Quicksilver Messenger Service - interview with Gary Duncan


I interviewed Gary Duncan on August 12, 2001, at the Gathering on the Mountain festival, where he performed with his band, Quicksilver. The festival was held at the Big Boulder/ Jack Frost ski resort, near the town of Blakeslee, Pennsylvania, in the Poconos mountains. (see photo at right)

Quicksiler Messenger Service, from left :
- Gary Duncan : guitar
- John Cipolinna : guitar
- Greg Elmore : drums
- David Freiberg : bass, vocals

This is the lineup that recorded their first two albums.

The interview has been edited to remove my questions.

Gary Duncan

I didn’t know any folk stuff at all. Folk music to me was a no-no ! Folk music and surf music was two things, when I was a kid, you didn’t play. Rednecks didn’t like it, they liked country music. Folk music that sounded like country music was okay, but that hootenanny shit, they didn’t like that. I grew up with rednecks so that’s why I was like that. These redneck guys were a bunch of stupid motherfuckers, most of them. Very prejudiced. I wasn’t but that’s where I grew up. If I grew up somewhere else it would have been different. I grew up building hot rods and riding motorcycles and playing electric guitars. With surf music it was the whole wimpy attitude : going to the beach in your little machine. You played country and western or jazz. Rock and roll was even questionable.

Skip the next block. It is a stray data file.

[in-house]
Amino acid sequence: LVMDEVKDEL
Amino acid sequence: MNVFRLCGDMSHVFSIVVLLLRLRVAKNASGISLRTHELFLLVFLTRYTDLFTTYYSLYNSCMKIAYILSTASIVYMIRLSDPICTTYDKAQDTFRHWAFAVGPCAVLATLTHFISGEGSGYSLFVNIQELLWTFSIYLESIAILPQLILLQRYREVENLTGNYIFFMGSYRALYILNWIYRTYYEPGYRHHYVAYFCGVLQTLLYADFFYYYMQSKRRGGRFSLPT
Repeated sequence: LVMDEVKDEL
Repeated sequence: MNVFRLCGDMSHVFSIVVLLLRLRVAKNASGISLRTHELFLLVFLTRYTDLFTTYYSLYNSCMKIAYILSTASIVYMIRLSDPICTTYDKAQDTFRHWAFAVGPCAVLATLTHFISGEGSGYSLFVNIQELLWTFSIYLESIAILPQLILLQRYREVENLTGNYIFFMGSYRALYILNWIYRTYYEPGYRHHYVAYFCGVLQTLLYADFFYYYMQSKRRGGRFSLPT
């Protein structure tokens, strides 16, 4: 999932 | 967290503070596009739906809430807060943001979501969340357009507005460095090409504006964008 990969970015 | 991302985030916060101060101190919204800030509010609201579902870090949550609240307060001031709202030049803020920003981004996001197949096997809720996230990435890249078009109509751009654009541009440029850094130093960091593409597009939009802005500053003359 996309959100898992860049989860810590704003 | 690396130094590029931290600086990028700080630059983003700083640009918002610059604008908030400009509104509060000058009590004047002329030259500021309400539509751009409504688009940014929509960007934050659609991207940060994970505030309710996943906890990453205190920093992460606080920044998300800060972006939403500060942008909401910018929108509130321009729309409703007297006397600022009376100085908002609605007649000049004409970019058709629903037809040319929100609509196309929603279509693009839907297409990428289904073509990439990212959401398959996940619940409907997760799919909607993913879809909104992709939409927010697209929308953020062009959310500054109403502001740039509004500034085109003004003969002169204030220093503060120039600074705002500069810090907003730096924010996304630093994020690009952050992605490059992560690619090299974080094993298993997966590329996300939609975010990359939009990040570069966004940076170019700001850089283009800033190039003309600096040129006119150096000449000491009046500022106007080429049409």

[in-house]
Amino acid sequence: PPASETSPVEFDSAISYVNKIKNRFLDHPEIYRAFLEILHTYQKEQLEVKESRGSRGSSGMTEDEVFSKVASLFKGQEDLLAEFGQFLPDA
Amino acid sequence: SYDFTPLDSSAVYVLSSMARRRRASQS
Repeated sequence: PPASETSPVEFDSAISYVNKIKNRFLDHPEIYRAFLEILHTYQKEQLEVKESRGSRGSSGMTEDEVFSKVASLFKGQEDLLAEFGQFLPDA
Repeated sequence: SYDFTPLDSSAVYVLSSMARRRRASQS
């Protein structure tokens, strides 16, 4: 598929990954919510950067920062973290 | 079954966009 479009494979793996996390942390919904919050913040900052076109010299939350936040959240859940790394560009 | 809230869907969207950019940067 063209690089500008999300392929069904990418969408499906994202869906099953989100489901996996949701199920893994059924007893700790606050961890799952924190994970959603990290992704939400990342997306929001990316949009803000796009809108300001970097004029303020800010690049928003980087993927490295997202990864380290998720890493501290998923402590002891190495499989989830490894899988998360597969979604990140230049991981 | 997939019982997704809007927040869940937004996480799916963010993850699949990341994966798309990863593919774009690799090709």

When I was growing up, I did not listen to rock and roll, but I listened to a lot of jazz. I never got to play it because nobody wanted to hear it. You couldn’t make any money playing it, so I never played it. And I didn’t listen to guitar players particularly, I listened to horn players. I played the guitar, not ’cause it was an easy instrument to play because it turns out guitar ain’t that easy to play as instruments go. Where I grew up if you played a horn you’se going to be in the school band and that meant you was going to get your ass kicked every day. They was going to whip your ass every day in that little suit walking home from school with that clarinet in your case. So horns was out for me. If you’re going to play an electric guitar, you had to know how to kick people’s ass, because they would be waiting to kick your ass when you came off the stage because they knew their girlfriends thought you was cute. When I grew up, guitar players were bad motherfuckers. Every guitar player I ever met was a nasty son-of-bitch, because you had to be. I had a guy walk up to me one time and punch me straight in the face when I was about 14 years old. I hit him in the back of the head with a Telecaster ; he’s walking with a limp, now. I done him in. You had to fight to play.